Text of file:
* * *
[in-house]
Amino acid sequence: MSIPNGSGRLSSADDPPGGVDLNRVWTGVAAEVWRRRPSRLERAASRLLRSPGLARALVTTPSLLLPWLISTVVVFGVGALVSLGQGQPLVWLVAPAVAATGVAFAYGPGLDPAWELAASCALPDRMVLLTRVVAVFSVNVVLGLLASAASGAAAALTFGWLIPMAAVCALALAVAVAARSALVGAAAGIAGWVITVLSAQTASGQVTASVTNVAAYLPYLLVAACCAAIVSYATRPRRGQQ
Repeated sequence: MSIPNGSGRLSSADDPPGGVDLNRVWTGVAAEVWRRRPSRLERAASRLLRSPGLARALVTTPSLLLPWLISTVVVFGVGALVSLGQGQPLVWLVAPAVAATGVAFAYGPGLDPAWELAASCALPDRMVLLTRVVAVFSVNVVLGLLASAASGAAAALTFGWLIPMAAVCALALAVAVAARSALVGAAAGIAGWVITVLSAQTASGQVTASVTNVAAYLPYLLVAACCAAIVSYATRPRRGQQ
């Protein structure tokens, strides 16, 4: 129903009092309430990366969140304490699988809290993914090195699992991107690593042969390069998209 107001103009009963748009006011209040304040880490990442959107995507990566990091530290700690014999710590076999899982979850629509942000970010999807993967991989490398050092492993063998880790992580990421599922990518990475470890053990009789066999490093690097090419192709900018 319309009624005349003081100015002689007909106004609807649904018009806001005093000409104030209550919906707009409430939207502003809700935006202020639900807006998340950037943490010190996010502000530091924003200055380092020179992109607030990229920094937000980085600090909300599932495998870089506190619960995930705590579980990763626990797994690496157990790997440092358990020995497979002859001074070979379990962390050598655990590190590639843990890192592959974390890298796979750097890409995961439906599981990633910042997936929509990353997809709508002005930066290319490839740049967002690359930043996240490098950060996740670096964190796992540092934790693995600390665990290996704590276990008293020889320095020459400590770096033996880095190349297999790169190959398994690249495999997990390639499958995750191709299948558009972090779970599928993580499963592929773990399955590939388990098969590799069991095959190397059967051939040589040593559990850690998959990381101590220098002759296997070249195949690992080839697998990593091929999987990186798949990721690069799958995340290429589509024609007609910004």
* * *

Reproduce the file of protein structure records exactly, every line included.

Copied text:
[in-house]
Amino acid sequence: MSIPNGSGRLSSADDPPGGVDLNRVWTGVAAEVWRRRPSRLERAASRLLRSPGLARALVTTPSLLLPWLISTVVVFGVGALVSLGQGQPLVWLVAPAVAATGVAFAYGPGLDPAWELAASCALPDRMVLLTRVVAVFSVNVVLGLLASAASGAAAALTFGWLIPMAAVCALALAVAVAARSALVGAAAGIAGWVITVLSAQTASGQVTASVTNVAAYLPYLLVAACCAAIVSYATRPRRGQQ
Repeated sequence: MSIPNGSGRLSSADDPPGGVDLNRVWTGVAAEVWRRRPSRLERAASRLLRSPGLARALVTTPSLLLPWLISTVVVFGVGALVSLGQGQPLVWLVAPAVAATGVAFAYGPGLDPAWELAASCALPDRMVLLTRVVAVFSVNVVLGLLASAASGAAAALTFGWLIPMAAVCALALAVAVAARSALVGAAAGIAGWVITVLSAQTASGQVTASVTNVAAYLPYLLVAACCAAIVSYATRPRRGQQ
């Protein structure tokens, strides 16, 4: 129903009092309430990366969140304490699988809290993914090195699992991107690593042969390069998209 107001103009009963748009006011209040304040880490990442959107995507990566990091530290700690014999710590076999899982979850629509942000970010999807993967991989490398050092492993063998880790992580990421599922990518990475470890053990009789066999490093690097090419192709900018 319309009624005349003081100015002689007909106004609807649904018009806001005093000409104030209550919906707009409430939207502003809700935006202020639900807006998340950037943490010190996010502000530091924003200055380092020179992109607030990229920094937000980085600090909300599932495998870089506190619960995930705590579980990763626990797994690496157990790997440092358990020995497979002859001074070979379990962390050598655990590190590639843990890192592959974390890298796979750097890409995961439906599981990633910042997936929509990353997809709508002005930066290319490839740049967002690359930043996240490098950060996740670096964190796992540092934790693995600390665990290996704590276990008293020889320095020459400590770096033996880095190349297999790169190959398994690249495999997990390639499958995750191709299948558009972090779970599928993580499963592929773990399955590939388990098969590799069991095959190397059967051939040589040593559990850690998959990381101590220098002759296997070249195949690992080839697998990593091929999987990186798949990721690069799958995340290429589509024609007609910004």